I escaped to Cornwall yesterday. Just for the day but I had a longstanding lunch date with Polly Tatum and had to visit the Camelford Gallery to collect the painting I bought last month. After endless days of rain, the sun came out and Polly and I sat in the garden that she and her husband have created, an oasis close to the busy centre of Bodmin. The conversation flowed and I was struck by the capacity we have for making new friends - who feel like old friends - throughout our lives, and how important these friendships are. It was something I learned from my mother and I see this capacity in my daughter too. Discovering all these new and like-minded friends, irrespective of whether we manage to meet in the flesh, is one of the great pleasures of writing this blog.
My journey home took me back along the coast of North Cornwall, via Tintagel; a different quality of light from my last visit: silver-blue, shimmering:
through Boscastle and with a short detour to the church of St Juliot.
This was the church that Thomas Hardy, then an architect, visited in 1870, to work on plans for its restoration. And it was at St Juliot that he met Emma Lavinia Gifford, who was to become the first Mrs Hardy. It's also the setting for his novel A Pair of Blue Eyes.
St Juliot is just a mile or so inland and the surrounding fields are gentler and more undulating than those on the coast:
It's more than 25 years since I was last here and, since then, the Thomas Hardy memorial window has been installed, the gift of the Thomas Hardy Society.
It is quite magical; sunlight floods in through the clear glass and is reflected on the memorial tablets to Emma and Thomas on the wall opposite.
It reminded me of the world-famous, engraved glass windows at the church in Moreton, near Dorchester, where T E Lawrence (Lawrence of Arabia) is buried.:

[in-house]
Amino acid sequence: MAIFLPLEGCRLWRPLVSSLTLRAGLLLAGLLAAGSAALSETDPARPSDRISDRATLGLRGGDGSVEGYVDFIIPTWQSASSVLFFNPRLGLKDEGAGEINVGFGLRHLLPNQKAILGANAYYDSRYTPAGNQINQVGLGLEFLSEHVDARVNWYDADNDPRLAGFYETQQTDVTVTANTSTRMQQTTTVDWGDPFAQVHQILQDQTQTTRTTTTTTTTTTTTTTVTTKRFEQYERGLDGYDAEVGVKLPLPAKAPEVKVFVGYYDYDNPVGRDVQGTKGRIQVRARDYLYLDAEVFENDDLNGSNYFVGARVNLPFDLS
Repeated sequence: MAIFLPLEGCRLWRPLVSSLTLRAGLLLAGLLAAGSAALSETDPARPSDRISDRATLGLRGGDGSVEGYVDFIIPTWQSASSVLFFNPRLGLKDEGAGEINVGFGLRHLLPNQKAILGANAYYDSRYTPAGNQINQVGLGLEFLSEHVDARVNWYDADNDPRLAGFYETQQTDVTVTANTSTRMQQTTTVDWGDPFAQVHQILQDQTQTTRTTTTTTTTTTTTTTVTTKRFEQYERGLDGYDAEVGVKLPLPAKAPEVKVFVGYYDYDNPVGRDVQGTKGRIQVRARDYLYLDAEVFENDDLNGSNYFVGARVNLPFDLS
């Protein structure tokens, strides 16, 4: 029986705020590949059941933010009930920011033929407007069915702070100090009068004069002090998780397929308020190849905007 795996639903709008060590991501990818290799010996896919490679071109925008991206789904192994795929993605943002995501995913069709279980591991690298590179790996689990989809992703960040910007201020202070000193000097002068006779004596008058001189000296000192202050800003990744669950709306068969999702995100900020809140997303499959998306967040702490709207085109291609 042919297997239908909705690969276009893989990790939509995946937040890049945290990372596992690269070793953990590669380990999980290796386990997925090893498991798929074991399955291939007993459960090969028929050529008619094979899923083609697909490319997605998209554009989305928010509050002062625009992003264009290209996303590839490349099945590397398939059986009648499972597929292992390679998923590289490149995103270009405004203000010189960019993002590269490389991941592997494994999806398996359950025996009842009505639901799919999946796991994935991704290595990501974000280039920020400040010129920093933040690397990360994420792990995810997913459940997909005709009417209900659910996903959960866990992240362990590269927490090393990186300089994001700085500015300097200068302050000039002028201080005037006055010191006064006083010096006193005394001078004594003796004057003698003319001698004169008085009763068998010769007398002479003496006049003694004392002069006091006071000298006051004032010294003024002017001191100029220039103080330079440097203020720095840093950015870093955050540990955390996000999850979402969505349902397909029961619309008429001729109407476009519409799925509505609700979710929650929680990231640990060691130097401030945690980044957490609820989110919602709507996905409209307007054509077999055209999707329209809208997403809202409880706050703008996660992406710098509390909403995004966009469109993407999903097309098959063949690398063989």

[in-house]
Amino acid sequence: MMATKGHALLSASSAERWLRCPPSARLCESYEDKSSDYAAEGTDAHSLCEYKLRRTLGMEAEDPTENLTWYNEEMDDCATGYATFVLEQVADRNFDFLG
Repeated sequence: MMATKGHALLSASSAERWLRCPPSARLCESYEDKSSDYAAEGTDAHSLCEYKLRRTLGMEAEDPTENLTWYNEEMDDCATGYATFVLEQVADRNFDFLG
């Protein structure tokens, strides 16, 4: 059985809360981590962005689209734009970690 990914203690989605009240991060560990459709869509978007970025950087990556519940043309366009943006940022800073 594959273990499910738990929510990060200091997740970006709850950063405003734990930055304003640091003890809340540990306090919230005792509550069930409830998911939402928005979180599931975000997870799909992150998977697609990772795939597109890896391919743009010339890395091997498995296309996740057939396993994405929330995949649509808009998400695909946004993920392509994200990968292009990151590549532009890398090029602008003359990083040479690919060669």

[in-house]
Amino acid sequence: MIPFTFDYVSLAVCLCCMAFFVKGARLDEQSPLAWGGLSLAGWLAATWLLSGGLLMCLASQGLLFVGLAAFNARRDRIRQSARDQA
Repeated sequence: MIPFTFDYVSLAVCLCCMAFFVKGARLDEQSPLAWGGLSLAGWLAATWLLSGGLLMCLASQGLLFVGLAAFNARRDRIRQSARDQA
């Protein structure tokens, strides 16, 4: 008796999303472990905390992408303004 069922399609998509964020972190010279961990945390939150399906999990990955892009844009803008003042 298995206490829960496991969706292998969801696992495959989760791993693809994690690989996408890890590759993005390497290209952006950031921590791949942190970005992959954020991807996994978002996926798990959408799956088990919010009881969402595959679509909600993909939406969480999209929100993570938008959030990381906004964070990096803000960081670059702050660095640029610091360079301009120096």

Later, when I was back at home, I read the society's leaflet on the Thomas Hardy window and understood the resonance. The Hardy window was created by glass engraver and designer, Simon Whistler, the son of Sir Laurence Whistler, who designed the windows at Moreton. Simon Whistler discussed the project with his father, during the latter's last days in hospital. (Sir Laurence was the brother of the gifted painter and illustrator, Rex Whistler - an immensely talented family.)
Composed of five lights, the window depicts Hardy's first journey to Cornwall, the waterfalls where he and Emma picnicked, and Emma riding her pony on Beeny Cliff. There are references to Hardy's work as a writer and as an architect, to the church itself and to the sun, moon and stars.
I suppose that most people's introduction to Hardy is through one or other of the novels, which have frequently overshadowed his poetry. But he was a very fine poet and my own introduction to Hardy was at 15, when I read Beeny Cliff, with its haunting opening stanza:
O the opal and the sapphire of that wandering western sea,
And the woman riding high above with bright hair flapping free -
The woman whom I loved so and who loyally loved me.
The eventual unhappiness of the marriage and the fact that after Emma's death, Hardy was haunted by these early memories, give St Juliot a bitter-sweet poignancy. (I recommend Claire Tomalin's excellent biography, Thomas Hardy: The Time-torn Man for anyone who wants to know more.)
No writer has, I think, captured the essence of North Cornwall in quite the same way as Hardy. Drawing on earlier myths and legends, he called it Lyonesse and that's how I always think of it. It's a place quite unlike any other and very, very special.
The musical equivalent would have to be Arnold Bax's symphonic poem, Tintagel, arguably the composer's best-known work. My mother once told me that we were distantly related to Bax; I've never managed to work out the connection, but if it is true, then perhaps this North Cornwall thing is in the genes . . .